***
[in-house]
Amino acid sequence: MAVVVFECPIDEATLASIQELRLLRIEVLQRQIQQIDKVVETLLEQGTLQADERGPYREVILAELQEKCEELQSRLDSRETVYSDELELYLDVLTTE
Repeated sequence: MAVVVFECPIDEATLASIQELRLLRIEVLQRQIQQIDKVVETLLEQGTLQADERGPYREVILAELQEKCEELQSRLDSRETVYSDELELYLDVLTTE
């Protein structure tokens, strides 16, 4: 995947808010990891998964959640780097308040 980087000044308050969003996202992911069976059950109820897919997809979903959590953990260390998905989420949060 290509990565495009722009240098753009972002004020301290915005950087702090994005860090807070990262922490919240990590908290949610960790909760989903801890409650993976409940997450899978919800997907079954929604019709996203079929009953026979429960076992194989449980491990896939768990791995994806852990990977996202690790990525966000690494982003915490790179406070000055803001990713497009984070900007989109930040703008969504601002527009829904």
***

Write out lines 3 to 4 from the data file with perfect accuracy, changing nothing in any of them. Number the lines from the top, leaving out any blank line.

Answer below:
Repeated sequence: MAVVVFECPIDEATLASIQELRLLRIEVLQRQIQQIDKVVETLLEQGTLQADERGPYREVILAELQEKCEELQSRLDSRETVYSDELELYLDVLTTE
């Protein structure tokens, strides 16, 4: 995947808010990891998964959640780097308040 980087000044308050969003996202992911069976059950109820897919997809979903959590953990260390998905989420949060 290509990565495009722009240098753009972002004020301290915005950087702090994005860090807070990262922490919240990590908290949610960790909760989903801890409650993976409940997450899978919800997907079954929604019709996203079929009953026979429960076992194989449980491990896939768990791995994806852990990977996202690790990525966000690494982003915490790179406070000055803001990713497009984070900007989109930040703008969504601002527009829904």